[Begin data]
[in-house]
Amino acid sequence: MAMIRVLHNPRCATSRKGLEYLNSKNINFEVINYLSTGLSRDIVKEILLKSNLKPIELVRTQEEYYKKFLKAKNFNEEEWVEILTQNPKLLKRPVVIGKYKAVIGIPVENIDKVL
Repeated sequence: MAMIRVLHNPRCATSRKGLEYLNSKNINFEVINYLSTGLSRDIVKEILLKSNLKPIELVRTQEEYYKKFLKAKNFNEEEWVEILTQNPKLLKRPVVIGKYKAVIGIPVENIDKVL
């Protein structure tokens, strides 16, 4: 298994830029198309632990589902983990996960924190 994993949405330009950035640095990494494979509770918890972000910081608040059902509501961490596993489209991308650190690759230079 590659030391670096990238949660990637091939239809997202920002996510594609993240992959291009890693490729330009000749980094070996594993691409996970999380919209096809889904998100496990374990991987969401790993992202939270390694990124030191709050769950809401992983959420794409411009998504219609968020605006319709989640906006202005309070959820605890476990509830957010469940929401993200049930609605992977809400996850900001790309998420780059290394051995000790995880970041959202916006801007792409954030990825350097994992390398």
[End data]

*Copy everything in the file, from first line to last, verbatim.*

[in-house]
Amino acid sequence: MAMIRVLHNPRCATSRKGLEYLNSKNINFEVINYLSTGLSRDIVKEILLKSNLKPIELVRTQEEYYKKFLKAKNFNEEEWVEILTQNPKLLKRPVVIGKYKAVIGIPVENIDKVL
Repeated sequence: MAMIRVLHNPRCATSRKGLEYLNSKNINFEVINYLSTGLSRDIVKEILLKSNLKPIELVRTQEEYYKKFLKAKNFNEEEWVEILTQNPKLLKRPVVIGKYKAVIGIPVENIDKVL
């Protein structure tokens, strides 16, 4: 298994830029198309632990589902983990996960924190 994993949405330009950035640095990494494979509770918890972000910081608040059902509501961490596993489209991308650190690759230079 590659030391670096990238949660990637091939239809997202920002996510594609993240992959291009890693490729330009000749980094070996594993691409996970999380919209096809889904998100496990374990991987969401790993992202939270390694990124030191709050769950809401992983959420794409411009998504219609968020605006319709989640906006202005309070959820605890476990509830957010469940929401993200049930609605992977809400996850900001790309998420780059290394051995000790995880970041959202916006801007792409954030990825350097994992390398």